Cameron’s Selection of Violin Music, 1859

Musical influences have moved forward and back across the narrow divide of the Irish Sea in line with changing patterns of settlement and migration. Irish harpers seem to have brought much music to Scotland in medieval times, and subsequently Scottish pipers are said to have gone to Ireland to complete their training. But undoubtedly in the later 18th century musical influence was travelling westwards from Scotland into Ireland, brought by performers on the violin, the newly dominant instrument of the period, and in printed music collections. Scottish reels and strathspeys especially were introduced into Ireland at this time. The imported tunes quickly became naturalised here, and sparked Irish compositions in these new genres. The little-known Scottish violin collection Cameron’s Selection of Violin Music, presented here from the collections of the Irish Traditional Music Archive, was published in Glasgow in 1859 by the general publisher George Cameron. It is typical of its kind: cheap and intended for a mass market, with a predominance of popular 18th-century Scottish dance tunes and airs, mixed in with Irish and English melodies. It doubtless circulated in Ireland, and like other similar ephemeral Scottish publications doubtless had an influence on the oral Irish tradition at a time when there were few such Irish publications. ITMA’s recent William Mullaly traditional concertina publication exhibits traces of Scottish printed music, and ongoing ITMA work on a second volume from the piping manuscripts of James Goodman has uncovered versions of tunes close to those of Cameron. We know from the index that the final two pages are missing from the ITMA copy of Cameron. Do you have a perfect copy of this collection, or do you have similar music collections? The Archive would welcome their donation or the opportunity to copy them. With thanks to Lisa Shields for information, and to the Breathnach Family who donated the volume reproduced here to ITMA in 1987 as part of Cnuasach an Bhreathnaigh (the Breandán Breathnach Collection). ITMA would welcome the donation of other materials of this kind which are not yet in its collections (check our catalogues here), or of their loan for copying. NC & MG, 1 December 2011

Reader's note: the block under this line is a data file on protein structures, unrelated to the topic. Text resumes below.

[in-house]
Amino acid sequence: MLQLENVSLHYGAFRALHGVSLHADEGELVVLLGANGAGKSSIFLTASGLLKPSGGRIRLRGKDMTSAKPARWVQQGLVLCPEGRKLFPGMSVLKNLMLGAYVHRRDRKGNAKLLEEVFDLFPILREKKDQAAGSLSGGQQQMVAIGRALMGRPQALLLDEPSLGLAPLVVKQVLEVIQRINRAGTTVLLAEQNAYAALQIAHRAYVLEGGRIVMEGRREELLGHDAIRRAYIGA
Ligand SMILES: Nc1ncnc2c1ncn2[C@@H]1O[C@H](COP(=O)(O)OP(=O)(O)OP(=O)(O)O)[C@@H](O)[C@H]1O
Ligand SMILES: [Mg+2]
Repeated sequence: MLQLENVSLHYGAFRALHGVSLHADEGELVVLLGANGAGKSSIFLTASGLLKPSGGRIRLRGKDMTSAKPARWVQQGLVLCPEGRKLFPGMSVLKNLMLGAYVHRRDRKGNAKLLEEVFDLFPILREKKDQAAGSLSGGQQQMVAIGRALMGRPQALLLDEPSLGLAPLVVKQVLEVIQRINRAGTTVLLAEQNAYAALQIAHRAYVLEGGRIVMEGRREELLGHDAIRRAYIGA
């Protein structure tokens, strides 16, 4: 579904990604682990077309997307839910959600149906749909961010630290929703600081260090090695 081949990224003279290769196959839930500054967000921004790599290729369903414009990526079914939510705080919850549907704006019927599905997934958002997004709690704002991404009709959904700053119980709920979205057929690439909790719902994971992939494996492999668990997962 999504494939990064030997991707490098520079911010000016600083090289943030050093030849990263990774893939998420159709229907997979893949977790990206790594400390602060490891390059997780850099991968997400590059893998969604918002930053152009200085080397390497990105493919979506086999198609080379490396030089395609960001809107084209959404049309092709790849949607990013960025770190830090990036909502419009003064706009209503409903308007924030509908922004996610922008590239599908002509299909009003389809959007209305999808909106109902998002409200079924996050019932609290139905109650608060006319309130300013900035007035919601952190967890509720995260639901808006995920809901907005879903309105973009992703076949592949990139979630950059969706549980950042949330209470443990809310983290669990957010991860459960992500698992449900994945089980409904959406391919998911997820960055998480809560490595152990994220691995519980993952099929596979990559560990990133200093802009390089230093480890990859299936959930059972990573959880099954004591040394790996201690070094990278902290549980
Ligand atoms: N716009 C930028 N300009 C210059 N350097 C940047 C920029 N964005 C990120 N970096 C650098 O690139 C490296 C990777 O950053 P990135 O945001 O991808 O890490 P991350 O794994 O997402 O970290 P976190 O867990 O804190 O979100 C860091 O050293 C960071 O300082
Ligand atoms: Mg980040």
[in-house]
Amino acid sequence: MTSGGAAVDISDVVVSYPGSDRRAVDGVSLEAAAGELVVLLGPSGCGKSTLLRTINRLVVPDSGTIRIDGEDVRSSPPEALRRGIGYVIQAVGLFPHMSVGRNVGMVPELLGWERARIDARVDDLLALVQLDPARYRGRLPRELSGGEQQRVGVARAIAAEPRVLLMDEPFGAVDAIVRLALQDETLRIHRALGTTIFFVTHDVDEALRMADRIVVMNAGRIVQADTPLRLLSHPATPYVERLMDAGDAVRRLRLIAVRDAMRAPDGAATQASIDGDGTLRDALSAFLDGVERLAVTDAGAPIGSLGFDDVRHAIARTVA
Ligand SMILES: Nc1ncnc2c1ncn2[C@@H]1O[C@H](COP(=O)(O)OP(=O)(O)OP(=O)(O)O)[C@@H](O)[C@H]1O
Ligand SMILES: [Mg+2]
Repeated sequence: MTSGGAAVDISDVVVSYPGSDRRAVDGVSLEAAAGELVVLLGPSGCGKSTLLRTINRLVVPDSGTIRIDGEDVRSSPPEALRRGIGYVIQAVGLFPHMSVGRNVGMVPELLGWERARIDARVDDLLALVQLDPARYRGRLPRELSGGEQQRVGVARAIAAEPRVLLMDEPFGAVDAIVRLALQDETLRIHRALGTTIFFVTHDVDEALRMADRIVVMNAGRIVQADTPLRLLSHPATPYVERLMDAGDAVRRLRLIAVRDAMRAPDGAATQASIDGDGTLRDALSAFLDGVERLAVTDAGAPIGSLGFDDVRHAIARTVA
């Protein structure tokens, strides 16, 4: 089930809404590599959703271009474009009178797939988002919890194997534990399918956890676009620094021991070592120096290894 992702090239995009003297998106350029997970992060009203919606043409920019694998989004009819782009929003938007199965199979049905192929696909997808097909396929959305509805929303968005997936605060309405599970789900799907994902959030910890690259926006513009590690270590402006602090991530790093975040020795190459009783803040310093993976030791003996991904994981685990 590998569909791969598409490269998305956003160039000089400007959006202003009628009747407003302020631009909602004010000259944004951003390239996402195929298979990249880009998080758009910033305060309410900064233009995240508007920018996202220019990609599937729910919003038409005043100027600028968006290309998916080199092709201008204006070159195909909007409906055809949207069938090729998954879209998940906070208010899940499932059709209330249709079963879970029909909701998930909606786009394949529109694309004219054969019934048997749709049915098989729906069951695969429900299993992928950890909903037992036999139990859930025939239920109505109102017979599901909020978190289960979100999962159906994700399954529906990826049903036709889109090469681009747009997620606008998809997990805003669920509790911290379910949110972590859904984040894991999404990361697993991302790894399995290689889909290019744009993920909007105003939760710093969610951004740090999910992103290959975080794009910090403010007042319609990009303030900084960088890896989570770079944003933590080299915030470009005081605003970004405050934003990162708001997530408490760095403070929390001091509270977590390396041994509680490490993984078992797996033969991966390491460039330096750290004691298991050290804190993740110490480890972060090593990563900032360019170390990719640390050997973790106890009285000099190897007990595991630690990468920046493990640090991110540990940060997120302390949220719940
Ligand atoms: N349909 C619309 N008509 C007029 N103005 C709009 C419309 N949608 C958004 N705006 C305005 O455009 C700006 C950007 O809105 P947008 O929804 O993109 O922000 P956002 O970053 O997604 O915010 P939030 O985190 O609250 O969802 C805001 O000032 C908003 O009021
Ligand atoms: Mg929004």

Colonna's lone shore

Denis McGrath

Colonna's lone shore / Denis McGrath

Colonna's lone shore, song (I will sing the word of young wandering Nellie ...) Written by Andrew Sharpe during the early 19th century, this song describes the death of a soldier at the Battle of Corunna on 16 January 1809. The focus, however, is on the reaction of the soldier’s sweetheart when word of his death arrives back in Scotland. Song collector Robert Ford writes in Vagabond Songs and Ballads of Scotland:  “Andrew Sharpe had observed that, since Herdman’s departure, Ellen Rankine was greatly changed. Her passionate blue eyes had begun to fade, and her luxuriant brown hair, the pride of better days, to get tangled and dry; but when the news of his death came she sank into helpless idiocy, and despite the careful watchings of her distressed parents, she stole from them in a luckless moment, and, taking the back of the hill, went crooning and singing for a whole week away through the Howe of Strathmore” (1904:84).

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Féis Ghlaschu,1963

Gillie Callum or sword dance / unidentified artist

Gillie Callum or sword dance / unidentified artist

Jarlath Henderson and Scottish piper / Paul Eliasberg

Jarlath Henderson and Scottish piper / Paul Eliasberg

Lochaber no more / unidentified artist

Lochaber no more / unidentified artist

Mick O’Brien, uilleann pipes, & others, 2007 / Paul Eliasberg

Mick O’Brien, uilleann pipes, & others, 2007 / Paul Eliasberg